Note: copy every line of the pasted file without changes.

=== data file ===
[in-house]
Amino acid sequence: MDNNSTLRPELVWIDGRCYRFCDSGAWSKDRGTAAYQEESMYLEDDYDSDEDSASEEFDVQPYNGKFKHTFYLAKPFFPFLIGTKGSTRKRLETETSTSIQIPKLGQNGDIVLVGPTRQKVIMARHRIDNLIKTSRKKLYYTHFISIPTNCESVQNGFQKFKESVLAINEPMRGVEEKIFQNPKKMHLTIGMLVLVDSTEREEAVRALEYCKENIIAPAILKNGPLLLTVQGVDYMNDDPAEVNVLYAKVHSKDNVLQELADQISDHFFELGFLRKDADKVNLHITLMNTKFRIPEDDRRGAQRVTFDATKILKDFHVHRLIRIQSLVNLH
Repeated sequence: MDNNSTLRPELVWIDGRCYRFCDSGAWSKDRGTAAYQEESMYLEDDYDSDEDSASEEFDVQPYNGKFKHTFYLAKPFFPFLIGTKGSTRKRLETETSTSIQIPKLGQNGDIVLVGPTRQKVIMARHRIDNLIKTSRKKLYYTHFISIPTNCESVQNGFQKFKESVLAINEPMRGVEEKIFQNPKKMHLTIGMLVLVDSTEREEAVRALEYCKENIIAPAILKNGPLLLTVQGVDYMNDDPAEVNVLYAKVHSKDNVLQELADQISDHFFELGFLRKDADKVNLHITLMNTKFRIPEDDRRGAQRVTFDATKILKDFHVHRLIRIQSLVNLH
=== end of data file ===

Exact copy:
[in-house]
Amino acid sequence: MDNNSTLRPELVWIDGRCYRFCDSGAWSKDRGTAAYQEESMYLEDDYDSDEDSASEEFDVQPYNGKFKHTFYLAKPFFPFLIGTKGSTRKRLETETSTSIQIPKLGQNGDIVLVGPTRQKVIMARHRIDNLIKTSRKKLYYTHFISIPTNCESVQNGFQKFKESVLAINEPMRGVEEKIFQNPKKMHLTIGMLVLVDSTEREEAVRALEYCKENIIAPAILKNGPLLLTVQGVDYMNDDPAEVNVLYAKVHSKDNVLQELADQISDHFFELGFLRKDADKVNLHITLMNTKFRIPEDDRRGAQRVTFDATKILKDFHVHRLIRIQSLVNLH
Repeated sequence: MDNNSTLRPELVWIDGRCYRFCDSGAWSKDRGTAAYQEESMYLEDDYDSDEDSASEEFDVQPYNGKFKHTFYLAKPFFPFLIGTKGSTRKRLETETSTSIQIPKLGQNGDIVLVGPTRQKVIMARHRIDNLIKTSRKKLYYTHFISIPTNCESVQNGFQKFKESVLAINEPMRGVEEKIFQNPKKMHLTIGMLVLVDSTEREEAVRALEYCKENIIAPAILKNGPLLLTVQGVDYMNDDPAEVNVLYAKVHSKDNVLQELADQISDHFFELGFLRKDADKVNLHITLMNTKFRIPEDDRRGAQRVTFDATKILKDFHVHRLIRIQSLVNLH